The tools available to G-20 nations to ignite growth are dwindling. Japan just entered into recession despite previous fiscal and monetary stimulus, Eurozone growth remains anemic even after a round of quantitative easing in September, and China’s five-year economic plan contemplates a lower growth rate.
Efforts to spur growth through investments in infrastructure and reforms intended to boost productivity have fallen short of previous G-20 promises. The latest meeting ended with little actionable agreement other than a commitment to consider future actions.
Scant progress was made on addressing the simmering sovereign debt issues, except for obtaining Italy’s agreement to permit the IMF to monitor its fiscal reforms.
Meeting the economic challenges that confront global leaders will require overcoming the financial and political obstacles these leaders face at home. The degree of success at doing so and how well they manage the heightened terror threat climate may define whether 2016 is marked by resurgent global economic growth or a slide into recession.
By The Numbers
‘Tis the Season
Amount Americans are expected to spend on holiday shopping:
GDP of Argentina: $540 billion 17
Anticipated rise in retail sales over last year: 3.7% 16
Average expected per-person spending on holiday merchandise: $805 16
Rise in per-person spending over 2014: $3 16
Share of holiday browsing and buying that will take place online: 46% 16
Percent of shoppers that rank free shipping or shipping promotions as a key factor in purchase decisions: 47% 16
Number of people who shopped online or in-store over Thanksgiving weekend 2014: 134 million 16
Population of Japan: 127 million 18
Percent of shoppers who bought a present for themselves during the same weekend: 77% 16
Number of seasonal jobs expected to be added during the holidays in 2015: 750,000 19
Portion of total 2014 retail sales that occurred during the holidays: 19.2% 19
Number of real Christmas trees sold in the US each year: 33 million 20
Number of fake Christmas trees sold each year: 9.5 million 20
Number of Christmas trees currently growing on Christmas tree farms: 350 million 20
Average growing time for a Christmas tree: 7 years 20
Percentage of consumers who cut down their own tree: 16% 20
“Must Have” gift of 2015: Frozen Sing Along Elsa Doll 21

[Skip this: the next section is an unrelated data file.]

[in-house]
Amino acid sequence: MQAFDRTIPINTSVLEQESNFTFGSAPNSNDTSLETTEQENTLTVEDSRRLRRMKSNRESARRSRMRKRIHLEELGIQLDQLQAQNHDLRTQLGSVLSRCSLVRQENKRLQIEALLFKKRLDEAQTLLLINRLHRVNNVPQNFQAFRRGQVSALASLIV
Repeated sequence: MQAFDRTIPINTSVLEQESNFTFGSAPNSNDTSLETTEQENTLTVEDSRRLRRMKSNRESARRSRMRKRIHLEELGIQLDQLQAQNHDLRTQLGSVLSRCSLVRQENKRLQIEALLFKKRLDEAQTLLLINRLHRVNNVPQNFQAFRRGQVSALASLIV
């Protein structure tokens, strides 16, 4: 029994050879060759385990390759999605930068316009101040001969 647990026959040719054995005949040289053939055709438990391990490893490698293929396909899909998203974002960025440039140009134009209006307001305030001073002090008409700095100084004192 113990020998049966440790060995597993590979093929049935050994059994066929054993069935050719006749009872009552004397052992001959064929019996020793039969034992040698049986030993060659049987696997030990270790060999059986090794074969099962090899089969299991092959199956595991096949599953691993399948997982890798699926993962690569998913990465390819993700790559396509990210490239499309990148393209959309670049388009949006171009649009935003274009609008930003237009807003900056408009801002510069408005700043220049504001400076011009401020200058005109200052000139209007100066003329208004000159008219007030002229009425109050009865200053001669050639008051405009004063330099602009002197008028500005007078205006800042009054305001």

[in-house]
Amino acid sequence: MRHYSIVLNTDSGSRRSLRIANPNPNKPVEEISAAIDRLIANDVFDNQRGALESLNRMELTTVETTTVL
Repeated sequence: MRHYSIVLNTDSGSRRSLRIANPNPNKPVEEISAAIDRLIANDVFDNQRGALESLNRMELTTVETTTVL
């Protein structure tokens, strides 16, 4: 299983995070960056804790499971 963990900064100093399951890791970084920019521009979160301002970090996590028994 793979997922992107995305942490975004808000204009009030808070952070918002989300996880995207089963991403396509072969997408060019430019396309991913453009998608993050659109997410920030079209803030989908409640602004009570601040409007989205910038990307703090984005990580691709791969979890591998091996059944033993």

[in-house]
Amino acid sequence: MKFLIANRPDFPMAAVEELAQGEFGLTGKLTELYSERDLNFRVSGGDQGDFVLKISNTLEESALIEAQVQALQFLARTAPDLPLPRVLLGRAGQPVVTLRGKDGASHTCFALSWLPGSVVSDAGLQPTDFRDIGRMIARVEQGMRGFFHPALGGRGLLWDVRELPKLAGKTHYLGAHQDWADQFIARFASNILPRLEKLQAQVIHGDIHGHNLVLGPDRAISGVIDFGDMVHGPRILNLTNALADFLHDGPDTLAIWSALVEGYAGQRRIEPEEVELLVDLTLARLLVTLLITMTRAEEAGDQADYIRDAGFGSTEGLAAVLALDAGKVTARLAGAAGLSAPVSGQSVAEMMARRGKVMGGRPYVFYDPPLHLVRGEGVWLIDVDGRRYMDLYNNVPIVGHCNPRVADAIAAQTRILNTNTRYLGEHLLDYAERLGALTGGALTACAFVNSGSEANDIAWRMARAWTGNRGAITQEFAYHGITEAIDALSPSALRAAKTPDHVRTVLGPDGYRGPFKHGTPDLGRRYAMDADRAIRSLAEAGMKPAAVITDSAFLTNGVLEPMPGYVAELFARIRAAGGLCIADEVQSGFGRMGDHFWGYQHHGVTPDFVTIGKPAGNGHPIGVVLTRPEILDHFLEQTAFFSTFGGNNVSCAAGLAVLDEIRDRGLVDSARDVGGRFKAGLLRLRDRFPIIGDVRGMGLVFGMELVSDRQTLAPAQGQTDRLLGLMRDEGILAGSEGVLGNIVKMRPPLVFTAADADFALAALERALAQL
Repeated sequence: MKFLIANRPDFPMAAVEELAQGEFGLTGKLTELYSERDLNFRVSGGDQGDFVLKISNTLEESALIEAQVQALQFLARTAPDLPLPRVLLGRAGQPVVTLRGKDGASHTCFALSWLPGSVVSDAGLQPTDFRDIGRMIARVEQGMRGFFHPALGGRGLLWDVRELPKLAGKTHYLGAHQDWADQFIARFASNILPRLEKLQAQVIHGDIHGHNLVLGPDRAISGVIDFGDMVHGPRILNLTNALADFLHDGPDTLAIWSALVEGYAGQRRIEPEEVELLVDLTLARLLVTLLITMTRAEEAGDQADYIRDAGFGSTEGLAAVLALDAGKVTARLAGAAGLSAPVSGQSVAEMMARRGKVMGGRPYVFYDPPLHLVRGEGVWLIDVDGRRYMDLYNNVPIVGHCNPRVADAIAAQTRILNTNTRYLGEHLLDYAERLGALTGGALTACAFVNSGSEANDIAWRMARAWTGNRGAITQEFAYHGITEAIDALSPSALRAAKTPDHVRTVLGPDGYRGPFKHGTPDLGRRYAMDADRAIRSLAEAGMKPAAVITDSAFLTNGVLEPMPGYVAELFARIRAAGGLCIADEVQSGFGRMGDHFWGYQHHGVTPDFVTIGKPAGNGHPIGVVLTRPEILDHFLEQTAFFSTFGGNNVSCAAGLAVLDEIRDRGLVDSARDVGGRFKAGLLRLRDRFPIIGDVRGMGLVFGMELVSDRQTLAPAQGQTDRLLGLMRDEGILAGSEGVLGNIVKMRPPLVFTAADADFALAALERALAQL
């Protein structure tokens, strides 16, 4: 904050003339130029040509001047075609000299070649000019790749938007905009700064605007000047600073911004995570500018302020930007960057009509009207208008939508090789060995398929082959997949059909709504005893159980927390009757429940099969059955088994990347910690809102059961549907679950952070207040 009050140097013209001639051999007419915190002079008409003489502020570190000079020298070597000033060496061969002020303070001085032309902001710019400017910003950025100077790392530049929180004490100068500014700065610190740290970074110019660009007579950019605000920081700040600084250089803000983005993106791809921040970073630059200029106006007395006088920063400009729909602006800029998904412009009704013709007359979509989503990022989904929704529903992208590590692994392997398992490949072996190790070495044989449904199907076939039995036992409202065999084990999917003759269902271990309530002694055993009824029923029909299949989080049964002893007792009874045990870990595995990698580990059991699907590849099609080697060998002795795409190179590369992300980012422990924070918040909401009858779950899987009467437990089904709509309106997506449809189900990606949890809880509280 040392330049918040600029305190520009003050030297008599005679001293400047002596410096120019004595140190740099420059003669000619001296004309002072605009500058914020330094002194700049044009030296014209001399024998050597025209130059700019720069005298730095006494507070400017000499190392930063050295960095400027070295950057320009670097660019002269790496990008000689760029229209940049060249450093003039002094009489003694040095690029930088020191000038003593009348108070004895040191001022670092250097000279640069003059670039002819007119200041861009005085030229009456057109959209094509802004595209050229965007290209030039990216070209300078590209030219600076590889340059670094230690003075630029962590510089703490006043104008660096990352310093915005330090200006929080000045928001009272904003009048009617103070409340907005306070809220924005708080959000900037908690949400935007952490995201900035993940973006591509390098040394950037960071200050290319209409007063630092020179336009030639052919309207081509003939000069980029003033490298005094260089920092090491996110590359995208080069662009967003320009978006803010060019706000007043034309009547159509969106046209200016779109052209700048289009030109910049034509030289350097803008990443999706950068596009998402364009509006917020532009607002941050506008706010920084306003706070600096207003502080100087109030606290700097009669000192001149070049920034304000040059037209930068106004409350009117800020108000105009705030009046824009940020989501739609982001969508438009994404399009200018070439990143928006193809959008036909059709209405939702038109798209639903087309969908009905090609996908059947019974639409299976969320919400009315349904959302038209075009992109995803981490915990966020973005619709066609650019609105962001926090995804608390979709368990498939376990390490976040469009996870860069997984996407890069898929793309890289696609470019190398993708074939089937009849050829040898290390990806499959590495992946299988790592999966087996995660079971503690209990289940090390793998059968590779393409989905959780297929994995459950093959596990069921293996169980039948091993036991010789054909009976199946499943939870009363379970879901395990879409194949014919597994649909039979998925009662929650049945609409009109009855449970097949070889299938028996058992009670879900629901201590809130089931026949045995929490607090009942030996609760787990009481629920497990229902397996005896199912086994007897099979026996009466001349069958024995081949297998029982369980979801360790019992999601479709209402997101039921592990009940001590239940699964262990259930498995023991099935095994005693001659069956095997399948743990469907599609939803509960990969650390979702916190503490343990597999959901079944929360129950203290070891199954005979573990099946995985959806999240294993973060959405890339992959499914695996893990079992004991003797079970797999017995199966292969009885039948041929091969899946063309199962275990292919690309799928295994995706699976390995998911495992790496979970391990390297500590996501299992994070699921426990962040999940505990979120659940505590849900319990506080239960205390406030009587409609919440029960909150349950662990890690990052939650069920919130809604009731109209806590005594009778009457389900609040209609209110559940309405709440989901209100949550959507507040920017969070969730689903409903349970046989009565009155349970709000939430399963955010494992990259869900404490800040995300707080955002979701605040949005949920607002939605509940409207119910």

Of 1985: Pound Puppies 21
Of 1995: Beanie Babies 21
National Ugly Christmas Sweater Day: December 18 22
Number of Amazon items that pop up under the search cue “ugly Christmas sweater”: 50,264 23
Price of an Ugly Christmas Sweater with your favorite NBA team logo: $69.99 24
Share of Americans who feel a lot of happiness and little worry on a typical day: 48% 25
Share of Americans who feel so on Christmas Day: 64% 25
The content is developed from sources believed to be providing accurate information. The information in this material is not intended as tax or legal advice. Please consult legal or tax professionals for specific information regarding your individual situation. This material was developed and produced by FMG Suite to provide information on a topic that may be of interest. FMG, LLC, is not affiliated with the named representative, broker-dealer, state- or SEC-registered investment advisory firm. The opinions expressed and material provided are for general information and should not be considered a solicitation for the purchase or sale of any security.
Investing involves risks, and investment decisions should be based on your own goals, time horizon and tolerance for risk. The return and principal value of investments will fluctuate as market conditions change. When sold, investments may be worth more or less than their original cost.
The forecasts or forward-looking statements are based on assumptions, may not materialize and are subject to revision without notice.
The market indexes discussed are unmanaged and generally considered representative of their respective markets. Individuals cannot directly invest in unmanaged indexes. Past performance does not guarantee future results.
International investments carry additional risks, which include differences in financial reporting standards, currency exchange rates, political risks unique to a specific country, foreign taxes and regulations, and the potential for illiquid markets. These factors may result in greater share price volatility.
Please consult your financial advisor for additional information.
Copyright 2015 FMG Suite.
1. The Wall Street Journal, November 30, 2015
2. Thumbcharts.com, Visual Data, Inc., November 30, 2015
3. MSCI.com, November 31, 2015
4. MSCI.com, November 31, 2015
5. MSCI.com, November 31, 2015
6. The Wall Street Journal, November 24, 2015
7. The Wall Street Journal, November 6, 2015
8. The Wall Street Journal, November 13, 2015
9. The Wall Street Journal, November 17, 2015
10. The Wall Street Journal, November 18, 2015
11. The Wall Street Journal, November 23, 2015
12. The Wall Street Journal, November 25, 2015
13. The Wall Street Journal, November 17, 2015
14. The Wall Street Journal, November 25, 2015
15. The Wall Street Journal, November 18, 2015
16. National Retail Federation, November 2, 2015
17. World Bank, 2015
18. CIA.gov, 2015
19. Statista.com, 2015
20. StatisticBrain.com, July 13, 2014
21. StatisticBrain.com, October 1, 2015
22. Nationaluglychristmassweaterday.org, 2015
23. Amazon.com, 2015
24. NBA Store, 2015
25. Fivethirtyeight.com, December 23, 2014